On display

This item is on display at Melbourne Museum

Melbourne Museum

Bottle - Medicine, Glass, circa 1880 Archaeology Reg. No: LL 074116

This small medicine bottle was excavated at the Commonwealth Block site between 1988 and 2003. The medicine it contained was used for pain relief. It was manufactured in the early to mid 19th century.

Health and hygiene.
'Cleanliness is next to Godliness'. This is a difficult maxim to follow when 'there is not one bath in sixty', when sewerage gathers in cesspits and open drainage channels line the streets.But the residents of Little Lon did practice personal hygiene. Archaeologists have uncovered toothbrushes and toothpaste pots, scent bottles, soap dishes, combs and hairbrushes.
Clean teeth and neat hair did not guarantee good health however. Doctors were expensive, so ordinary people had to rely on medicines like Holloway's Ointment and Hall's Vegetable Pain Conqueror as well as Chinese herbal remedies. Children were dosed weekly with the laxative castor oil, to keep their bowels regular.
Light green colour medicine bottle. Two-piece Perry Davis type finish, rounded lip, cylindrical neck, sloped down shoulders. Rectangular with flat chamfers body horizontal, straight body vertical. Marks on body read, 'HALLS' on front, 'VEGETABLE' and 'PAIN CONQUEROR' on either side. Flat resting point with rectangular shaped, shallowconcave basal profile.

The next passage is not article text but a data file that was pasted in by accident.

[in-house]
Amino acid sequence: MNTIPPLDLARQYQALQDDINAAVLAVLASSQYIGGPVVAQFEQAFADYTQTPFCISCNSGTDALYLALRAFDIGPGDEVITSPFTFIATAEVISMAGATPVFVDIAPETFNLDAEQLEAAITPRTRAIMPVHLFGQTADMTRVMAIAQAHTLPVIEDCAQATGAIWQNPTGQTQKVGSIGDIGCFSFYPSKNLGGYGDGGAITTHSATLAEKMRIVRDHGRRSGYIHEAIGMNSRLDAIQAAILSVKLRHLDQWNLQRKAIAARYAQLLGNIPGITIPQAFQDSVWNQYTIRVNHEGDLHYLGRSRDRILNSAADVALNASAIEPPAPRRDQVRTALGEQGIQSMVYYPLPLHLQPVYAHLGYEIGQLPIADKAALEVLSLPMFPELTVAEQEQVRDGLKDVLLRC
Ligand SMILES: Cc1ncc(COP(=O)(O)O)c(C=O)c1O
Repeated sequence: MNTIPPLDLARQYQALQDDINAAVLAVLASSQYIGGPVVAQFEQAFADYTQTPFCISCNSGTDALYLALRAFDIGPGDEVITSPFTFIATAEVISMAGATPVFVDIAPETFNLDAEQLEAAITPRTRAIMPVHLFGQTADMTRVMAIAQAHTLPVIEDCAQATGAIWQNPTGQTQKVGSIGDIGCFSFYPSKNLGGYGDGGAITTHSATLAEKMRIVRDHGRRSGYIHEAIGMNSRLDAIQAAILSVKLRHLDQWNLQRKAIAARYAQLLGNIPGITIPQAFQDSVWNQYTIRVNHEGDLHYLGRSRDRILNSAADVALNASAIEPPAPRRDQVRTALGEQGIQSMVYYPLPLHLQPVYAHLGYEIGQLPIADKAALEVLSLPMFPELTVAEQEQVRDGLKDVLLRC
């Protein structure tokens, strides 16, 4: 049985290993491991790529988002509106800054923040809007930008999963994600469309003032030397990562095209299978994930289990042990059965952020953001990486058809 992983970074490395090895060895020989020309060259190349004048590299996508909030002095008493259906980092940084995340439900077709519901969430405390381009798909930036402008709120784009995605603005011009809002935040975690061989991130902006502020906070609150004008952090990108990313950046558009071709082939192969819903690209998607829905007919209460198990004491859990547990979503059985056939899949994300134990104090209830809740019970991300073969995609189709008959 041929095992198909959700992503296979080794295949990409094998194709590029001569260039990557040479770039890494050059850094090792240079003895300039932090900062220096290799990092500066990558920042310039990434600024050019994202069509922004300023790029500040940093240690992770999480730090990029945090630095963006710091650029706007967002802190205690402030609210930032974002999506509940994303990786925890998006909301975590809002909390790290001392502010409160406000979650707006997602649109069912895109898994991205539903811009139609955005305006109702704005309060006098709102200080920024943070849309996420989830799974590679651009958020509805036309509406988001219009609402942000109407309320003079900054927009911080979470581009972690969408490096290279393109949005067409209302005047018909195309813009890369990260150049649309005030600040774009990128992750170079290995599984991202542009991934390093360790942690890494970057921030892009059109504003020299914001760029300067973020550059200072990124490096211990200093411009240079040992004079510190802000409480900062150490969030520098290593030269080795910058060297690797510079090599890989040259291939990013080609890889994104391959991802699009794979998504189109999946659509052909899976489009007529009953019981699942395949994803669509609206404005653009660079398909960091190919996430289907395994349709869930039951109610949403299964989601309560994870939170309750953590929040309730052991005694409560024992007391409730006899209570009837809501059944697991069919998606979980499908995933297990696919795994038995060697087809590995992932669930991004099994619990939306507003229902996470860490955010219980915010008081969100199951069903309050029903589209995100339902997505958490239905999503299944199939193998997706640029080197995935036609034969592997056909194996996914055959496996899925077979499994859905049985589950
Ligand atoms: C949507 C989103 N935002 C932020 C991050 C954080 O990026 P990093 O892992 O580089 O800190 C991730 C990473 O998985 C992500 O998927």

Medicine, for pain
Acquisition Information:
Transfer from Heritage Victoria, 2005
Discipline: Archaeology - Historical
Dimensions: 154 mm (Height), 49 mm (Width), 21 mm (Length)

More information

Tagged with: bottles, making history - little lonsdale street
Themes this item is part of: Little Lon, Little Lon Collection
On Display at: Melbourne Museum
Primary Classification: HISTORICAL ARCHAEOLOGY
Activity: bottle
Trench Unit Number: 19/18/01
Inscriptions: Body marks read 'HALLS' on the front and on the sides 'VEGETABLE' and 'PAIN CONQUEROR', base mark is illegible

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